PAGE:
The resupply point here is a convenience store section of a Sunoco gas station. I stopped by quickly for a Powerade (my favorite reentering-the-real-world-after-hiking purchase) and then rushed to The Barn restaurant to see if UPS had arrived yet. They hadn't, and the waitress informed me they "typically do between 2 and 6" so I sat down to eat lunch. The special to get here is the Hiker Burger, comprised of two 8 oz patties, all the typical toppings, one slice of American and once slice of Cheddar cheeses. I also got tater tots, because how often is that an option?! The burger went down quickly, and soon after I found myself laying on the front lawn of the restaurant, eating candy peach rings, waiting for Brown Santa (this is a name from many years on JeepForum.com that we'd use to refer to UPS when they were delivering Jeep parts). I talked for a long time with newlywed thru-hikers Gilligan & Ginger (http://missionoutofabackpack.blogspot.com) about their plans for the trail, what gear was working for them, and life in general. Not long after the sky started becoming overcast and as the cars and trucks marched by on I-81 right beside me, the clouds kept moving in with the threat of thunderstorms.
I picked up a few days of snacks at Sunoco, knowing that I'll be at an actual grocery store as soon as Monday to get real food. The UPS driver pulled into town at about 3, and I literally hopped on a bicycle & chased after him to get my package faster. This was quite the sight to see, and (poor quality) photos do exist. After the new back plate was installed in my backpack, I hit the trail as the rain started trickling down. This was around 3:30. I told myself I'd hike until 7 and see where that got me mileage wise, but with a stomach full of food and a few hours off it was hard to push myself for any speed climbing out of the valley. At one point while walking through a sprawling cow pasture I performed interspecies communication with a very young calf who was standing in the trail and didn't want to move. We were only 5 feet away from each other and I kept talking to him about the weather as the rest of the cow heard watched on. He eventually stepped aside, and all parties left with positive memories of the experience. As the rain picked up more steadily I found a spot on a mountain a few miles out of town where cell service was available and pitched my tent hoping to get it up and habitable before the worst of the rain started coming down. My tent is erect some 16.7 miles from where I began, one of my shorter days in recent times. I'm not exactly thrilled, but my intentions by ending early were good. It sprinkled rain for the rest of the early evening, and I napped until 10 or so before waking up and finishing writing this. At the moment it sounds like there's no rain at all, despite the weather reports saying scattered showers and storms every hour for the next week or so. I'll cross my fingers that doesn't come to fruition.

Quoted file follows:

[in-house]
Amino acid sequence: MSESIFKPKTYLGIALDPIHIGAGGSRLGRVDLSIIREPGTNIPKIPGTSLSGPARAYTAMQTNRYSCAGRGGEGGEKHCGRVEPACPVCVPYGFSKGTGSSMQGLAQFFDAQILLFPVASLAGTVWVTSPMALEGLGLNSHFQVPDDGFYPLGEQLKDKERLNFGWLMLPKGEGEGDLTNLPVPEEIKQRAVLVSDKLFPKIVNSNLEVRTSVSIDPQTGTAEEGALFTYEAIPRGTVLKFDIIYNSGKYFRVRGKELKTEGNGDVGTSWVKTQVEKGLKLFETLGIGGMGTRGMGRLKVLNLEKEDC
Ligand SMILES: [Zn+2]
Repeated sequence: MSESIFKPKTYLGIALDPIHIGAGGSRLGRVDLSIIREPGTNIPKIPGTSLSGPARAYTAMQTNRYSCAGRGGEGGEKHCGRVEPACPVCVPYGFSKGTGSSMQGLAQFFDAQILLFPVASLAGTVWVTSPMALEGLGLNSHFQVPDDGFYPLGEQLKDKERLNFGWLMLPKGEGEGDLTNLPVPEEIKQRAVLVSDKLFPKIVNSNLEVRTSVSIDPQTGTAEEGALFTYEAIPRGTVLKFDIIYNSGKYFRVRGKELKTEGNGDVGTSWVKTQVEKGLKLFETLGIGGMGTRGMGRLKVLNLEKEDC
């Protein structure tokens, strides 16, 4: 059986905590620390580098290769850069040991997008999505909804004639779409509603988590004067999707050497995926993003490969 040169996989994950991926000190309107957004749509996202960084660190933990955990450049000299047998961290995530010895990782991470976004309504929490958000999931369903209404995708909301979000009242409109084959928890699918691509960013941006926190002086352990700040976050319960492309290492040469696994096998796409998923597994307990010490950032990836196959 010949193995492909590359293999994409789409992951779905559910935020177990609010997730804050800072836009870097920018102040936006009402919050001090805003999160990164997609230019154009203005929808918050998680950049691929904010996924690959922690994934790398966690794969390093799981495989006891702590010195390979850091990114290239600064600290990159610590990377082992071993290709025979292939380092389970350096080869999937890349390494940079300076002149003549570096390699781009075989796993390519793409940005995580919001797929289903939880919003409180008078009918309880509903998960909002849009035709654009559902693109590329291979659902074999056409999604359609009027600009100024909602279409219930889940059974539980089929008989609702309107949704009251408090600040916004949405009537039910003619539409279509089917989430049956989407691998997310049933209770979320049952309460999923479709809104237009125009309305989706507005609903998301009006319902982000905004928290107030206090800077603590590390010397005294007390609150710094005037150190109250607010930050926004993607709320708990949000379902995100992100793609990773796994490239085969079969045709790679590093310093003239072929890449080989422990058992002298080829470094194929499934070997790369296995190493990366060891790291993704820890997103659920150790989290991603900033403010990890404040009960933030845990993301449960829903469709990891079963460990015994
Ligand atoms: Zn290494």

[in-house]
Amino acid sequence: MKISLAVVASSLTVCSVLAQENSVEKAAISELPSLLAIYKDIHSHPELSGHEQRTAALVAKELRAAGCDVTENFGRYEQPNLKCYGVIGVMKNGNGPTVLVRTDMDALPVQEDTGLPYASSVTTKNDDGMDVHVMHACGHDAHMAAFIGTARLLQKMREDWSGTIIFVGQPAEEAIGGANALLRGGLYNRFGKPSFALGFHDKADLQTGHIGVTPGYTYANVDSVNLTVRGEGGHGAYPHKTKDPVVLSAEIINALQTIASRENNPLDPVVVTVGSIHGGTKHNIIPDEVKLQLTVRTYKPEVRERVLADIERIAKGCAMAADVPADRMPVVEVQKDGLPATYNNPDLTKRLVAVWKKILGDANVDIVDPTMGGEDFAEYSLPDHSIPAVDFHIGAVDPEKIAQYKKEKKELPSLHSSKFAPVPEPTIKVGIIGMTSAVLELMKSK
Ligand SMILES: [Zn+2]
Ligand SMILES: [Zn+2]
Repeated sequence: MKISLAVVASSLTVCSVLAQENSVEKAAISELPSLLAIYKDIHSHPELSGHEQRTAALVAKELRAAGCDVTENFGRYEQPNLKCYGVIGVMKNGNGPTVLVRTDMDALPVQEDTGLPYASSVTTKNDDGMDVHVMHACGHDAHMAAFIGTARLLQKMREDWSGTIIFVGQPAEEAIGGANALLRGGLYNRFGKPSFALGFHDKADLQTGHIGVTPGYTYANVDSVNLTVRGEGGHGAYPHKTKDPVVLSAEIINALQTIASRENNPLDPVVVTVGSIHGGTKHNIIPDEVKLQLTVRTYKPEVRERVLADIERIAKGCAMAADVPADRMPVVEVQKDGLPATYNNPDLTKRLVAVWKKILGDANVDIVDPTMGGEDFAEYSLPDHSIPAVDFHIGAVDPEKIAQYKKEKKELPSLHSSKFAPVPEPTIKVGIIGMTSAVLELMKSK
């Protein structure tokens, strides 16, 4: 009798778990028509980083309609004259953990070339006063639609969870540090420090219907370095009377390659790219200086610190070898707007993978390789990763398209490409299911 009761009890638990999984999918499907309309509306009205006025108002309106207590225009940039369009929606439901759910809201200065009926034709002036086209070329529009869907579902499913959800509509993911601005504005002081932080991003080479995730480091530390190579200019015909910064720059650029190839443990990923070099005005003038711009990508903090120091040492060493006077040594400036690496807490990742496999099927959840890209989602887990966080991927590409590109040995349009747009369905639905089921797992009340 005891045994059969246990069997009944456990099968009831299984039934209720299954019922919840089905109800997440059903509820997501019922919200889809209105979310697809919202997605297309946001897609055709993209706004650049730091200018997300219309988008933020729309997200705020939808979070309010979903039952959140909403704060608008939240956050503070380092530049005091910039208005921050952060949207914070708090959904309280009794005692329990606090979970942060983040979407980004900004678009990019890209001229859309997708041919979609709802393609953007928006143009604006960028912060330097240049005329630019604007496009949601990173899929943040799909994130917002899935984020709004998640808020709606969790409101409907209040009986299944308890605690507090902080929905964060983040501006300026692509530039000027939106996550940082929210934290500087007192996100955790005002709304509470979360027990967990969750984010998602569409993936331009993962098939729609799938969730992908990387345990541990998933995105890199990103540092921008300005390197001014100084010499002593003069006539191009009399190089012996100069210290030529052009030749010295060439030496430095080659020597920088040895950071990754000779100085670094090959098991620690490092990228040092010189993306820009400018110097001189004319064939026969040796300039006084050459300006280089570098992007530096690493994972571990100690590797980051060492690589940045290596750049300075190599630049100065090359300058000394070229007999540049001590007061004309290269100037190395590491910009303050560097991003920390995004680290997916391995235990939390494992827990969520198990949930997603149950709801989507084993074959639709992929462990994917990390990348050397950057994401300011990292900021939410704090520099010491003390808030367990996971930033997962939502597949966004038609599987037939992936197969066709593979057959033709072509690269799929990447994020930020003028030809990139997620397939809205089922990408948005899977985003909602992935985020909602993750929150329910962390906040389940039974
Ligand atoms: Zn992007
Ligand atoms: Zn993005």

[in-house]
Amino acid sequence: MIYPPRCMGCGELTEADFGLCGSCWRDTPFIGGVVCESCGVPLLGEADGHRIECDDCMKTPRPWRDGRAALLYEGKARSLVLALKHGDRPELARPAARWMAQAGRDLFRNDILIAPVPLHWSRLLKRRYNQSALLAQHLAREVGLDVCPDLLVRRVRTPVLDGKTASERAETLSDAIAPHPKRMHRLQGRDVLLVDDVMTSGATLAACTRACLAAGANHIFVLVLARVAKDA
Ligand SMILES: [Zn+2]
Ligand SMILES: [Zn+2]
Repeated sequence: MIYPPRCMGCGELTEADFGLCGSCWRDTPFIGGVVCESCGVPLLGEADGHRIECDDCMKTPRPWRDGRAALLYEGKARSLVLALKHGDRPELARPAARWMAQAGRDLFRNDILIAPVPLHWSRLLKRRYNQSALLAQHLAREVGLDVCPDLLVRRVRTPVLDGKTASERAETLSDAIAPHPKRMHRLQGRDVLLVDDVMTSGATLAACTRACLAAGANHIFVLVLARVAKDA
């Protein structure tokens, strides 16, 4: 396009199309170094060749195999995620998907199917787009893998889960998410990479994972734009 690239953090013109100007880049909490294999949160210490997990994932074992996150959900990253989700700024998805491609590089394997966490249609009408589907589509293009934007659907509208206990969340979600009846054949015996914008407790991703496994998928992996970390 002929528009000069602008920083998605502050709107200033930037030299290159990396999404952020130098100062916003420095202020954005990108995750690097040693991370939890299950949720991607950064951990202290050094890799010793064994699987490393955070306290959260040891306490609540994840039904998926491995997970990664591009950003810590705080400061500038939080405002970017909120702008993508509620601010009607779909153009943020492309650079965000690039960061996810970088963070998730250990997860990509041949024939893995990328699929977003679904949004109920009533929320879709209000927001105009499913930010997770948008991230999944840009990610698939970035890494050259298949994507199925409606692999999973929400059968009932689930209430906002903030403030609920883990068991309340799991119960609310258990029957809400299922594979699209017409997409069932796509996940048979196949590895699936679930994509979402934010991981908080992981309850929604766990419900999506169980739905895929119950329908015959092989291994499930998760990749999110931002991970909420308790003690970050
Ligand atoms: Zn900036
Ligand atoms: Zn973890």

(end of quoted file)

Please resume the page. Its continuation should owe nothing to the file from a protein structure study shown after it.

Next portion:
My plan is to get a good night's sleep, at least 12 hours, and hit the trail early. I'll hike a bit longer tomorrow to make up for today's lack in mileage, and hopefully the 'storms' will keep temperatures down a bit to make doing so a bit easier. I started by saying I'm not sure if today went as planned or not. I'm not sure if I expected to get my normal 20-23 miles in or even less, but there's part of me that's disappointed with a mid-16s number. C'est la vie, mileage isn't everything. Luckily I've got some time to walk tomorrow. And the day after. And the day after...
I'll close by sending a big heartfelt thanks to Keon and the great customer service team at Granite Gear who got me the part I needed to keep hiking in less than 48 hours. I truly appreciate the work you out into getting that done. Definitely a company that's as great as their products.
Back to sleep for me. Interestingly enough this is my first night tenting alone in my 5 weeks (today's the start of week 5!) on the trail. Certainly puts a guy's auditory sensors on high alert.